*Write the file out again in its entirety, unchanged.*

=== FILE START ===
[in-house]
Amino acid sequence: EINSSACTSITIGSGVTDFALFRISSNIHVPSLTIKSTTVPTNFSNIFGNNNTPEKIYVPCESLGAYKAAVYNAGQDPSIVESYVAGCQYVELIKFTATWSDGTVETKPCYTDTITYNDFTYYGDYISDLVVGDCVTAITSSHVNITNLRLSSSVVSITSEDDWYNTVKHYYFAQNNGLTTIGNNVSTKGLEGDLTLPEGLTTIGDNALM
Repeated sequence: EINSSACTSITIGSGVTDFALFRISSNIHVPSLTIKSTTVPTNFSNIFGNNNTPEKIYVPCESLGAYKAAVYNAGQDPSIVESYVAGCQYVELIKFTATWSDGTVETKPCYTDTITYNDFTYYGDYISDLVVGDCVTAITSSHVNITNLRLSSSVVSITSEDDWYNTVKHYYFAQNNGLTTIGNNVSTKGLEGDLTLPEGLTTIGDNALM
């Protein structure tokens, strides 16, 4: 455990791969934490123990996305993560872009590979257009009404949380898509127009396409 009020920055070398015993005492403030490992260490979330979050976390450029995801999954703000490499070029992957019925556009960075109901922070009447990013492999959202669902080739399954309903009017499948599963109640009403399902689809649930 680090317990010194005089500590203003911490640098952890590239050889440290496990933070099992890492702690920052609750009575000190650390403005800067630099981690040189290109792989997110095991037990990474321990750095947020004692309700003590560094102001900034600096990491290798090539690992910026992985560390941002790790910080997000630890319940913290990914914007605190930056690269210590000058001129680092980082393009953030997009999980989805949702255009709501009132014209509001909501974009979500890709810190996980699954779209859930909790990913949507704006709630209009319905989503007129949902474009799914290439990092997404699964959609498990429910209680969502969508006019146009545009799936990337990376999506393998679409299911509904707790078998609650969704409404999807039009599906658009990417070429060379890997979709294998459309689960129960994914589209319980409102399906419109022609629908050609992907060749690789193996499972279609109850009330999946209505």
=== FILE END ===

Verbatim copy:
[in-house]
Amino acid sequence: EINSSACTSITIGSGVTDFALFRISSNIHVPSLTIKSTTVPTNFSNIFGNNNTPEKIYVPCESLGAYKAAVYNAGQDPSIVESYVAGCQYVELIKFTATWSDGTVETKPCYTDTITYNDFTYYGDYISDLVVGDCVTAITSSHVNITNLRLSSSVVSITSEDDWYNTVKHYYFAQNNGLTTIGNNVSTKGLEGDLTLPEGLTTIGDNALM
Repeated sequence: EINSSACTSITIGSGVTDFALFRISSNIHVPSLTIKSTTVPTNFSNIFGNNNTPEKIYVPCESLGAYKAAVYNAGQDPSIVESYVAGCQYVELIKFTATWSDGTVETKPCYTDTITYNDFTYYGDYISDLVVGDCVTAITSSHVNITNLRLSSSVVSITSEDDWYNTVKHYYFAQNNGLTTIGNNVSTKGLEGDLTLPEGLTTIGDNALM
């Protein structure tokens, strides 16, 4: 455990791969934490123990996305993560872009590979257009009404949380898509127009396409 009020920055070398015993005492403030490992260490979330979050976390450029995801999954703000490499070029992957019925556009960075109901922070009447990013492999959202669902080739399954309903009017499948599963109640009403399902689809649930 680090317990010194005089500590203003911490640098952890590239050889440290496990933070099992890492702690920052609750009575000190650390403005800067630099981690040189290109792989997110095991037990990474321990750095947020004692309700003590560094102001900034600096990491290798090539690992910026992985560390941002790790910080997000630890319940913290990914914007605190930056690269210590000058001129680092980082393009953030997009999980989805949702255009709501009132014209509001909501974009979500890709810190996980699954779209859930909790990913949507704006709630209009319905989503007129949902474009799914290439990092997404699964959609498990429910209680969502969508006019146009545009799936990337990376999506393998679409299911509904707790078998609650969704409404999807039009599906658009990417070429060379890997979709294998459309689960129960994914589209319980409102399906419109022609629908050609992907060749690789193996499972279609109850009330999946209505």